Ms. Thelma Appel is a painter whose work clearly represents a natural development and extension of the artistic thinking of the immediate past.
The central subject in her work is landscape. Landscape painting, and in fact most painting, has historically been treated as foreground, middleground and background. Ms. Appel’s paintings, however, destroy the illusion of space. Instead, her filaments and shapes float on the surface of the canvass in a charming network of gauzy intricacies.
The various ideas about how to represent three dimensional form on a two dimensional picture plane have preoccupied artists since the Renaissance. Modern painting especially has explored and redefined the representation of value in space. No sooner was one pictorial mode explored than it was challenged. Most recently the idea of foreground and background in painting was entirely destroyed by a group of painters known as minimalists. The canvasses of these painters are usually severe and the shapes geometric. In many paintings the play between foreground and background is shattered, reduced to one plane only.
Ms. Appel’s easy un-selfconscious works seem to have little relationship to this school of painting, however, they are a logical development of the thinking of the minimalists. The fragmentation of poorly defined shapes and the sameness of color and tonality make for painting in which forms seem to float on one plane rather than recede into the background. This forms the kind of relationships common to much minimal painting.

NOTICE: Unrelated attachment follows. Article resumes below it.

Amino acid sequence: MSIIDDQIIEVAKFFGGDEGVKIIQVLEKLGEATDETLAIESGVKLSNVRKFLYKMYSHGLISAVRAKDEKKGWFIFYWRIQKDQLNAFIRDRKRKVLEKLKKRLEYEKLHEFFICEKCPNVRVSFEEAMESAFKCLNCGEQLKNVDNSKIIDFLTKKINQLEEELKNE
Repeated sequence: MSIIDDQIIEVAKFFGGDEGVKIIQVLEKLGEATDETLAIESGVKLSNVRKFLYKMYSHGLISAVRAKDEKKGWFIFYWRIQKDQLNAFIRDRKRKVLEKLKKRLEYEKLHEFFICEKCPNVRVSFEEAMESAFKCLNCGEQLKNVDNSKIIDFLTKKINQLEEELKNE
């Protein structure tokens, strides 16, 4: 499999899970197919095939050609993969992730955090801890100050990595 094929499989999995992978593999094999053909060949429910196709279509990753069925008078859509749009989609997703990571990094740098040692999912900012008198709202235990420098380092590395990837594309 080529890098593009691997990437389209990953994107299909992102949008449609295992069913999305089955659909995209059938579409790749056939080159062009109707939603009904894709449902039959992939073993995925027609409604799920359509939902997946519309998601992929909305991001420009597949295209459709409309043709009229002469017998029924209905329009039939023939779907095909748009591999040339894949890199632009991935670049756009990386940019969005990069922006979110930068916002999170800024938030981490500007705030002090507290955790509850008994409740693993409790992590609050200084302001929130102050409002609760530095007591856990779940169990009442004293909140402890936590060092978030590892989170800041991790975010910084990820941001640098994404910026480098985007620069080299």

Ms. Appel’s originality lies in the irony of her having chosen landscapes to express her ideas. Like many young painters, Appel is reacting to the spare palette and form which prevailed only a few years ago.
While it is true that these paintings are intellectual, it is also true that they’re romantic pieces, poetic expressions of a feminine sensibility. The filmy colors are marvelous and fresh and the artist’s feather-light touch brushes the canvass, enfusing it with lush texture.
One may appreciate these paintings for their intellectual content, but to respond only to their sensuality is equally valid. After all, one need not understand the structure and development of a Bach suite to be moved by its beauty.
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